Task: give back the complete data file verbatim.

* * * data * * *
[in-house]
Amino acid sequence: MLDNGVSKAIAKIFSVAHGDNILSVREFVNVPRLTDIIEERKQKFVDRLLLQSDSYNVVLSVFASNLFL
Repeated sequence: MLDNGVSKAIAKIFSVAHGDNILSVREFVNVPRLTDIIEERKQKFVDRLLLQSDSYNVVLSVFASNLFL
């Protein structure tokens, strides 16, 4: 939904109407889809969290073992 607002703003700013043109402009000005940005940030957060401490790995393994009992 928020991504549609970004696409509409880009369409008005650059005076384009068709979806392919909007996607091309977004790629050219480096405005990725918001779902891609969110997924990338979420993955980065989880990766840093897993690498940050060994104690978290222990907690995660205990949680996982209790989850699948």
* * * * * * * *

[in-house]
Amino acid sequence: MLDNGVSKAIAKIFSVAHGDNILSVREFVNVPRLTDIIEERKQKFVDRLLLQSDSYNVVLSVFASNLFL
Repeated sequence: MLDNGVSKAIAKIFSVAHGDNILSVREFVNVPRLTDIIEERKQKFVDRLLLQSDSYNVVLSVFASNLFL
């Protein structure tokens, strides 16, 4: 939904109407889809969290073992 607002703003700013043109402009000005940005940030957060401490790995393994009992 928020991504549609970004696409509409880009369409008005650059005076384009068709979806392919909007996607091309977004790629050219480096405005990725918001779902891609969110997924990338979420993955980065989880990766840093897993690498940050060994104690978290222990907690995660205990949680996982209790989850699948």